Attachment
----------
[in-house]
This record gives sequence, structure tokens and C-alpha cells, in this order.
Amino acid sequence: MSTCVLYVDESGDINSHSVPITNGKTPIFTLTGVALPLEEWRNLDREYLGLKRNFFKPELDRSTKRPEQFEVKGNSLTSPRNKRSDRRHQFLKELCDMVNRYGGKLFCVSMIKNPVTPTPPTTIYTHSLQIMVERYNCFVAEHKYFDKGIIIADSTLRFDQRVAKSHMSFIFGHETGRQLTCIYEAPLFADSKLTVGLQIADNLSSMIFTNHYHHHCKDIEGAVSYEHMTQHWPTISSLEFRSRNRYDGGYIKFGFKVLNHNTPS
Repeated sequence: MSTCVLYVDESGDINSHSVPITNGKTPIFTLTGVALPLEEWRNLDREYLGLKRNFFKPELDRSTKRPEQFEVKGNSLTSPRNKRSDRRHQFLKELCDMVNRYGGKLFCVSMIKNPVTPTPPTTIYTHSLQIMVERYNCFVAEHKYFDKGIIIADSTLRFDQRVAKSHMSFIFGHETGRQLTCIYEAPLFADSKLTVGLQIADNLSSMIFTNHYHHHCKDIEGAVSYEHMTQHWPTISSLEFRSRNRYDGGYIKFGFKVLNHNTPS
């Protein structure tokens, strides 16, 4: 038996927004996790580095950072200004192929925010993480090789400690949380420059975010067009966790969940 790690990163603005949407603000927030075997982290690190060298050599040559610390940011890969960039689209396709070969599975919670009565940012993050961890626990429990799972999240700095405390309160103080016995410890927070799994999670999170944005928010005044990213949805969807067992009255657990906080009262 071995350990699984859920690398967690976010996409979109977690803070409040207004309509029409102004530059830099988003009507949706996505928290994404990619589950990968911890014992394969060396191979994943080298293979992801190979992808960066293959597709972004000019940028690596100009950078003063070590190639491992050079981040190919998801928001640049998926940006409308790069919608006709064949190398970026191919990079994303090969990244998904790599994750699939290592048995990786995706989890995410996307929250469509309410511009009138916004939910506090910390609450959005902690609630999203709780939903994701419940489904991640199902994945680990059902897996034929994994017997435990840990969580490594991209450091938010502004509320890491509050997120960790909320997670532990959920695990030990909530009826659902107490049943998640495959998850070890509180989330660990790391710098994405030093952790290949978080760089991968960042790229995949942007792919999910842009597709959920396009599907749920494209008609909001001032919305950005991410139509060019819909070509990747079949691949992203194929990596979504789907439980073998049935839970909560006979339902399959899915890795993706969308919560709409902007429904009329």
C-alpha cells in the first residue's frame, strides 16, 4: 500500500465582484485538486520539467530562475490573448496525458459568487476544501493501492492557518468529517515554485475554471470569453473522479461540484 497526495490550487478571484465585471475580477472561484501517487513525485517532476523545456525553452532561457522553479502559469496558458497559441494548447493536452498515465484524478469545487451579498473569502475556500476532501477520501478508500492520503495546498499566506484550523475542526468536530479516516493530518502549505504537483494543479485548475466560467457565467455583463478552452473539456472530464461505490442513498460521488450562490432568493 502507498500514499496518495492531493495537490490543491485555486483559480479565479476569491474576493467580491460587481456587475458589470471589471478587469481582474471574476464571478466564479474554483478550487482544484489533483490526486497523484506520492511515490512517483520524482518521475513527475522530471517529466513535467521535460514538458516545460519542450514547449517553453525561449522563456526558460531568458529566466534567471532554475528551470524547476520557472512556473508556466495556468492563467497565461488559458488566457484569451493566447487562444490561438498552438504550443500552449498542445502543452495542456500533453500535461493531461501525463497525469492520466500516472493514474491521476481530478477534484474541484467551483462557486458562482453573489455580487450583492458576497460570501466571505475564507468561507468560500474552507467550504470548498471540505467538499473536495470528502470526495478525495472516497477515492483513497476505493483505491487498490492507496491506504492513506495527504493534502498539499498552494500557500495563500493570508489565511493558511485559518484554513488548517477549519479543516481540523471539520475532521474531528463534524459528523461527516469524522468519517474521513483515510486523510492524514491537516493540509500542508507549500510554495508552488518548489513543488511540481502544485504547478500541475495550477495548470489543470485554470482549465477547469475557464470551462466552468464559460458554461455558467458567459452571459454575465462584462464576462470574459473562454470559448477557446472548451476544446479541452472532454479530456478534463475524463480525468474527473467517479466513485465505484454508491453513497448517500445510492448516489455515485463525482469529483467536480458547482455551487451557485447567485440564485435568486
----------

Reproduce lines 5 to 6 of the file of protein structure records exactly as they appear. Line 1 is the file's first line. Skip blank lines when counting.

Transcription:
């Protein structure tokens, strides 16, 4: 038996927004996790580095950072200004192929925010993480090789400690949380420059975010067009966790969940 790690990163603005949407603000927030075997982290690190060298050599040559610390940011890969960039689209396709070969599975919670009565940012993050961890626990429990799972999240700095405390309160103080016995410890927070799994999670999170944005928010005044990213949805969807067992009255657990906080009262 071995350990699984859920690398967690976010996409979109977690803070409040207004309509029409102004530059830099988003009507949706996505928290994404990619589950990968911890014992394969060396191979994943080298293979992801190979992808960066293959597709972004000019940028690596100009950078003063070590190639491992050079981040190919998801928001640049998926940006409308790069919608006709064949190398970026191919990079994303090969990244998904790599994750699939290592048995990786995706989890995410996307929250469509309410511009009138916004939910506090910390609450959005902690609630999203709780939903994701419940489904991640199902994945680990059902897996034929994994017997435990840990969580490594991209450091938010502004509320890491509050997120960790909320997670532990959920695990030990909530009826659902107490049943998640495959998850070890509180989330660990790391710098994405030093952790290949978080760089991968960042790229995949942007792919999910842009597709959920396009599907749920494209008609909001001032919305950005991410139509060019819909070509990747079949691949992203194929990596979504789907439980073998049935839970909560006979339902399959899915890795993706969308919560709409902007429904009329």
C-alpha cells in the first residue's frame, strides 16, 4: 500500500465582484485538486520539467530562475490573448496525458459568487476544501493501492492557518468529517515554485475554471470569453473522479461540484 497526495490550487478571484465585471475580477472561484501517487513525485517532476523545456525553452532561457522553479502559469496558458497559441494548447493536452498515465484524478469545487451579498473569502475556500476532501477520501478508500492520503495546498499566506484550523475542526468536530479516516493530518502549505504537483494543479485548475466560467457565467455583463478552452473539456472530464461505490442513498460521488450562490432568493 502507498500514499496518495492531493495537490490543491485555486483559480479565479476569491474576493467580491460587481456587475458589470471589471478587469481582474471574476464571478466564479474554483478550487482544484489533483490526486497523484506520492511515490512517483520524482518521475513527475522530471517529466513535467521535460514538458516545460519542450514547449517553453525561449522563456526558460531568458529566466534567471532554475528551470524547476520557472512556473508556466495556468492563467497565461488559458488566457484569451493566447487562444490561438498552438504550443500552449498542445502543452495542456500533453500535461493531461501525463497525469492520466500516472493514474491521476481530478477534484474541484467551483462557486458562482453573489455580487450583492458576497460570501466571505475564507468561507468560500474552507467550504470548498471540505467538499473536495470528502470526495478525495472516497477515492483513497476505493483505491487498490492507496491506504492513506495527504493534502498539499498552494500557500495563500493570508489565511493558511485559518484554513488548517477549519479543516481540523471539520475532521474531528463534524459528523461527516469524522468519517474521513483515510486523510492524514491537516493540509500542508507549500510554495508552488518548489513543488511540481502544485504547478500541475495550477495548470489543470485554470482549465477547469475557464470551462466552468464559460458554461455558467458567459452571459454575465462584462464576462470574459473562454470559448477557446472548451476544446479541452472532454479530456478534463475524463480525468474527473467517479466513485465505484454508491453513497448517500445510492448516489455515485463525482469529483467536480458547482455551487451557485447567485440564485435568486